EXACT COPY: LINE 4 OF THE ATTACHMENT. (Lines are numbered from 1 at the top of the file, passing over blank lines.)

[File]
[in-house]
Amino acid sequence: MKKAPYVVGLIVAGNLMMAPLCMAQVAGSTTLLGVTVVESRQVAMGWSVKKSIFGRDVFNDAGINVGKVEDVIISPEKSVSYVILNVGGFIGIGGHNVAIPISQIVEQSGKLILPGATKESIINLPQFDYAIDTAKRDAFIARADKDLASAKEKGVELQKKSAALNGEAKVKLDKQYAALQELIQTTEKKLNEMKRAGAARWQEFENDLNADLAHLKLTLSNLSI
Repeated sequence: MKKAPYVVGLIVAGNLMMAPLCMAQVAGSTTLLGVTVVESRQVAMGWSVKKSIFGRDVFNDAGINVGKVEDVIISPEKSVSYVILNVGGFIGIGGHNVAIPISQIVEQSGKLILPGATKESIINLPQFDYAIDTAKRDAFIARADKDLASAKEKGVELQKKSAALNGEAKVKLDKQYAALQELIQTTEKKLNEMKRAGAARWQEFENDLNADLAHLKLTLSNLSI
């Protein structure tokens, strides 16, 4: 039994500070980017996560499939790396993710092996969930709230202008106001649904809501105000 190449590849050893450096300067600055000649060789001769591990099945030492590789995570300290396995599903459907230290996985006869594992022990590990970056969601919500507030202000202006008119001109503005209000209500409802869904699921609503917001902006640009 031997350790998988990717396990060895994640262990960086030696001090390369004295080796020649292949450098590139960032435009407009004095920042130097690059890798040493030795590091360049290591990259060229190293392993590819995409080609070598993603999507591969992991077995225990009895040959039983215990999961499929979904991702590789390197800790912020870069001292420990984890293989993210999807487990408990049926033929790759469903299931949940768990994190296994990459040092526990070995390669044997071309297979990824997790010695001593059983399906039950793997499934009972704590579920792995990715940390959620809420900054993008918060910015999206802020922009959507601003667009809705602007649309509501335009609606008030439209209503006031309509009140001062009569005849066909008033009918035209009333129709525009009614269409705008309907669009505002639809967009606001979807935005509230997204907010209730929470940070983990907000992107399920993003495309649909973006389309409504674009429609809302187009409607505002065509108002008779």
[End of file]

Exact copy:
């Protein structure tokens, strides 16, 4: 039994500070980017996560499939790396993710092996969930709230202008106001649904809501105000 190449590849050893450096300067600055000649060789001769591990099945030492590789995570300290396995599903459907230290996985006869594992022990590990970056969601919500507030202000202006008119001109503005209000209500409802869904699921609503917001902006640009 031997350790998988990717396990060895994640262990960086030696001090390369004295080796020649292949450098590139960032435009407009004095920042130097690059890798040493030795590091360049290591990259060229190293392993590819995409080609070598993603999507591969992991077995225990009895040959039983215990999961499929979904991702590789390197800790912020870069001292420990984890293989993210999807487990408990049926033929790759469903299931949940768990994190296994990459040092526990070995390669044997071309297979990824997790010695001593059983399906039950793997499934009972704590579920792995990715940390959620809420900054993008918060910015999206802020922009959507601003667009809705602007649309509501335009609606008030439209209503006031309509009140001062009569005849066909008033009918035209009333129709525009009614269409705008309907669009505002639809967009606001979807935005509230997204907010209730929470940070983990907000992107399920993003495309649909973006389309409504674009429609809302187009409607505002065509108002008779």